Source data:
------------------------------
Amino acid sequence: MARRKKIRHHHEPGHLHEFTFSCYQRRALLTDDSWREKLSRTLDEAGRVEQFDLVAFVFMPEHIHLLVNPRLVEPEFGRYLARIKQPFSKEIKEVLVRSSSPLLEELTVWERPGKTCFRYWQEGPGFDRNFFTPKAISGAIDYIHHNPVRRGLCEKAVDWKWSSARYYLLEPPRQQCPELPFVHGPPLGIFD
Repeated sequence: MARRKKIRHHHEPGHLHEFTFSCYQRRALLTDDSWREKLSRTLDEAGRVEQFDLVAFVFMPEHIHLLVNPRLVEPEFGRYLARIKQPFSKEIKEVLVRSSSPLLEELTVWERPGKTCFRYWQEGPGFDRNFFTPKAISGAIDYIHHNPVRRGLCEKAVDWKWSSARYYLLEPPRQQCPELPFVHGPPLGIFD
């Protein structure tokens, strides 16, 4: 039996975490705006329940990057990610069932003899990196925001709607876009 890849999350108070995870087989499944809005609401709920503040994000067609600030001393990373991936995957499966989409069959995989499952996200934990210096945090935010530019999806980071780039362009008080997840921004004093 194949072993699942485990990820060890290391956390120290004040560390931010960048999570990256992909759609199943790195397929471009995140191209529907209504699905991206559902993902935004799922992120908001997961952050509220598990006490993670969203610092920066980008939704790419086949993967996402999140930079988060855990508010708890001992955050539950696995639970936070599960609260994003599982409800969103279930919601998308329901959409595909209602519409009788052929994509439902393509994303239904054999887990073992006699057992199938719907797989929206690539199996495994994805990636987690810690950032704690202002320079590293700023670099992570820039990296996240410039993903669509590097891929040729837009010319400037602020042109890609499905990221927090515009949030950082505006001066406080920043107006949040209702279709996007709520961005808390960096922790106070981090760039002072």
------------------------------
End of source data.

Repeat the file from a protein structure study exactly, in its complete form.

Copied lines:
Amino acid sequence: MARRKKIRHHHEPGHLHEFTFSCYQRRALLTDDSWREKLSRTLDEAGRVEQFDLVAFVFMPEHIHLLVNPRLVEPEFGRYLARIKQPFSKEIKEVLVRSSSPLLEELTVWERPGKTCFRYWQEGPGFDRNFFTPKAISGAIDYIHHNPVRRGLCEKAVDWKWSSARYYLLEPPRQQCPELPFVHGPPLGIFD
Repeated sequence: MARRKKIRHHHEPGHLHEFTFSCYQRRALLTDDSWREKLSRTLDEAGRVEQFDLVAFVFMPEHIHLLVNPRLVEPEFGRYLARIKQPFSKEIKEVLVRSSSPLLEELTVWERPGKTCFRYWQEGPGFDRNFFTPKAISGAIDYIHHNPVRRGLCEKAVDWKWSSARYYLLEPPRQQCPELPFVHGPPLGIFD
């Protein structure tokens, strides 16, 4: 039996975490705006329940990057990610069932003899990196925001709607876009 890849999350108070995870087989499944809005609401709920503040994000067609600030001393990373991936995957499966989409069959995989499952996200934990210096945090935010530019999806980071780039362009008080997840921004004093 194949072993699942485990990820060890290391956390120290004040560390931010960048999570990256992909759609199943790195397929471009995140191209529907209504699905991206559902993902935004799922992120908001997961952050509220598990006490993670969203610092920066980008939704790419086949993967996402999140930079988060855990508010708890001992955050539950696995639970936070599960609260994003599982409800969103279930919601998308329901959409595909209602519409009788052929994509439902393509994303239904054999887990073992006699057992199938719907797989929206690539199996495994994805990636987690810690950032704690202002320079590293700023670099992570820039990296996240410039993903669509590097891929040729837009010319400037602020042109890609499905990221927090515009949030950082505006001066406080920043107006949040209702279709996007709520961005808390960096922790106070981090760039002072």